We are a poorly-run country right now. And this is a bad time for it. We are a poorly run country right now.
And among other things, we have the body count to show for it. And that is one thing when we are the deadliest country in the world right now with this incredibly botched response to this epidemic, right? The largest case count in the world, the largest body count in the world, and another 85,000 of us slated to die over the next four months at the same torrential pace that we have been dying over these last four months.
But, you know, it`s one thing to think about that domestically in terms of how poorly run we are right now, how incapable we are of pursuing even our own interests and saving our own lives because of how badly run our government is at a time that we need government.
But we`re not alone in the world. And the world and its threats and challenges are not taking a time-out for this mess. And us being very poorly run right now has consequences for that stuff, too.
I mean, stuff is happening. Stuff is in motion. Today on the disputed border between India and China, in the Himalayan Mountains, a long- simmering dispute erupted between Indian and Chinese soldiers which reportedly resulted in 20 Indian soldiers being killed. This is the deadliest violence on that part of the border since the `70s. And, of course, India and China are both nuclear powers and both pretty ascendant and pretty aggressive right now, eager to show their strength.
How about an international standoff between nuclear-armed India and China? The United States in a good position to delicately handle what needs to happen in terms of that kind of a standoff?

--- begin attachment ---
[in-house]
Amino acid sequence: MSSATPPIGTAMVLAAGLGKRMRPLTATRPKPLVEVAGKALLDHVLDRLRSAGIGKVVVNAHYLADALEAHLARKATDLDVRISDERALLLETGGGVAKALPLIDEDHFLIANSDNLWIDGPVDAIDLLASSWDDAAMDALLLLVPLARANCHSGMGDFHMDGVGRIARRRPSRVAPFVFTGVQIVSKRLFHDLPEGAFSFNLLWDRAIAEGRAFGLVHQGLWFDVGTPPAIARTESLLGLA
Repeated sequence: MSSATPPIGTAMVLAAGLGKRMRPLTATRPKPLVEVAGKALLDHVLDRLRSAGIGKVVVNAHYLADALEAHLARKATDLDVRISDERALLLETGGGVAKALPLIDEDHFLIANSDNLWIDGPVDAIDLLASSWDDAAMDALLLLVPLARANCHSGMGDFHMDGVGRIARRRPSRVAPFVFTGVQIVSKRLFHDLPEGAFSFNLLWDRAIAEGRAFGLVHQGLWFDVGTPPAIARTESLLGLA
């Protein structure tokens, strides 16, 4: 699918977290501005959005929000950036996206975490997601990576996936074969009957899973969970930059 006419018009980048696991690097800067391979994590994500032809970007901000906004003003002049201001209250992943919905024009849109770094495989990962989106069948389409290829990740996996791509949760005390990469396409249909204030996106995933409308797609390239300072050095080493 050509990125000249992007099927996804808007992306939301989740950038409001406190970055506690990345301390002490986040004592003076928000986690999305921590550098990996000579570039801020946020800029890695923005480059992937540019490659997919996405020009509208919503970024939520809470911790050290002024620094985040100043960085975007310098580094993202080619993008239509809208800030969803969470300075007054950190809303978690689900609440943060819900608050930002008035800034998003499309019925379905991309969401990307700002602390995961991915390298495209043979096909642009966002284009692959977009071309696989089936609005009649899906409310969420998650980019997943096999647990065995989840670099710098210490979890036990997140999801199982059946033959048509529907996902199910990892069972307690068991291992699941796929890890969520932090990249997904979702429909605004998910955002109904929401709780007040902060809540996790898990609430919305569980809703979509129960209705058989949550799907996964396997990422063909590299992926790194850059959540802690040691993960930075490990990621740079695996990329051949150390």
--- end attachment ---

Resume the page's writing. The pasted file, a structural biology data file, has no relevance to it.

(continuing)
Today, you might have woken up to headlines like this one about North Korea, quote, blowing up a joint liaison office, dramatically raising tensions with South Korea. If you`re like me, seeing that headline, you might not have realized at first that that headline is meant in a literal sense.
This isn`t a proverbial thing. This isn`t North Korea blowing up in some diplomatic furfural (ph) like it`s always having with South Korea. This was literally North Korea blowing the thing up, bombing it, bombing this joint liaison office. It`s a sort of de facto embassy used in the border region between South Korea and North Korea.
North Korea dropped a bomb on it and blew it up today. That will probably resolve well. What could possibly go wrong? The president has incredible faith, though, in the sobriety and wisdom of the North Korean leadership.
At the end of his new book "Exercise of Power," former Defense Secretary Robert Gates has this sort of dark but also sort of hopeful take on how President Trump has talked about leaders like North Korea`s Kim Jong-un since he has been president.
Gates says this, he says, quote: Americans, I think, understand the value of allies and how they are a unique asset for the United States, especially compared to both China and Russia, none of which have any.
He says, quote: I believe most Americans want us for our country to stand for something beyond just our military strength and economic success. A lot of people are uncomfortable, he says, with an American president cozying up to autocratic foreign leaders, full of praise for how wonderful they are, and siding with them on issues while deriding government institutions. We must work with these leaders but we don`t need to say we love them.
That`s from Robert Gates` new book "Exercise of Power".